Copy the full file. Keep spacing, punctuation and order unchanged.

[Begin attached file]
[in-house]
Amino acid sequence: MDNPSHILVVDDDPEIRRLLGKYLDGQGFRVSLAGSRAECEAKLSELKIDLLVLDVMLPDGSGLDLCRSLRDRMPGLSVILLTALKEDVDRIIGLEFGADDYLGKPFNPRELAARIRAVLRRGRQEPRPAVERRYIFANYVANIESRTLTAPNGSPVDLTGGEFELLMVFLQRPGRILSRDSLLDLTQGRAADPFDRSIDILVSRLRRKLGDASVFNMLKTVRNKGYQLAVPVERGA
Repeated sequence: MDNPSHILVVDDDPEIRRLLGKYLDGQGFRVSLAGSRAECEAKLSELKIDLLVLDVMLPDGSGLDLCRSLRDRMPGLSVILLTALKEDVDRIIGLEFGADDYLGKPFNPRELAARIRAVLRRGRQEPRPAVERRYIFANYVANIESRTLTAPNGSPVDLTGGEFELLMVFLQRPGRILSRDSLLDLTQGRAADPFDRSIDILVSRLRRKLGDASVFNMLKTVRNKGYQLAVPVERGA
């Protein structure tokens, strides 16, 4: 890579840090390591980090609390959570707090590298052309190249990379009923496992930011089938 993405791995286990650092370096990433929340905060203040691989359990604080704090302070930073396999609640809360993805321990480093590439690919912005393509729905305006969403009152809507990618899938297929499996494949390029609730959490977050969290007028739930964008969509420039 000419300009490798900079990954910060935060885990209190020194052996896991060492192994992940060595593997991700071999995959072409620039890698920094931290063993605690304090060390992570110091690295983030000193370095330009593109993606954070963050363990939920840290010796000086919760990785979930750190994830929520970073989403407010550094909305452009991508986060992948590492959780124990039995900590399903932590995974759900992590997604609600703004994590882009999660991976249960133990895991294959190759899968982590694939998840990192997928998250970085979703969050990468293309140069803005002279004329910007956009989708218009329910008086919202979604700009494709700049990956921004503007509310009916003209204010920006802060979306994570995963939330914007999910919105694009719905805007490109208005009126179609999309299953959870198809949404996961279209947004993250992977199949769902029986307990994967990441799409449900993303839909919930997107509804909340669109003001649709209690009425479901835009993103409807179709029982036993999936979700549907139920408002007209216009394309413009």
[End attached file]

[in-house]
Amino acid sequence: MDNPSHILVVDDDPEIRRLLGKYLDGQGFRVSLAGSRAECEAKLSELKIDLLVLDVMLPDGSGLDLCRSLRDRMPGLSVILLTALKEDVDRIIGLEFGADDYLGKPFNPRELAARIRAVLRRGRQEPRPAVERRYIFANYVANIESRTLTAPNGSPVDLTGGEFELLMVFLQRPGRILSRDSLLDLTQGRAADPFDRSIDILVSRLRRKLGDASVFNMLKTVRNKGYQLAVPVERGA
Repeated sequence: MDNPSHILVVDDDPEIRRLLGKYLDGQGFRVSLAGSRAECEAKLSELKIDLLVLDVMLPDGSGLDLCRSLRDRMPGLSVILLTALKEDVDRIIGLEFGADDYLGKPFNPRELAARIRAVLRRGRQEPRPAVERRYIFANYVANIESRTLTAPNGSPVDLTGGEFELLMVFLQRPGRILSRDSLLDLTQGRAADPFDRSIDILVSRLRRKLGDASVFNMLKTVRNKGYQLAVPVERGA
């Protein structure tokens, strides 16, 4: 890579840090390591980090609390959570707090590298052309190249990379009923496992930011089938 993405791995286990650092370096990433929340905060203040691989359990604080704090302070930073396999609640809360993805321990480093590439690919912005393509729905305006969403009152809507990618899938297929499996494949390029609730959490977050969290007028739930964008969509420039 000419300009490798900079990954910060935060885990209190020194052996896991060492192994992940060595593997991700071999995959072409620039890698920094931290063993605690304090060390992570110091690295983030000193370095330009593109993606954070963050363990939920840290010796000086919760990785979930750190994830929520970073989403407010550094909305452009991508986060992948590492959780124990039995900590399903932590995974759900992590997604609600703004994590882009999660991976249960133990895991294959190759899968982590694939998840990192997928998250970085979703969050990468293309140069803005002279004329910007956009989708218009329910008086919202979604700009494709700049990956921004503007509310009916003209204010920006802060979306994570995963939330914007999910919105694009719905805007490109208005009126179609999309299953959870198809949404996961279209947004993250992977199949769902029986307990994967990441799409449900993303839909919930997107509804909340669109003001649709209690009425479901835009993103409807179709029982036993999936979700549907139920408002007209216009394309413009």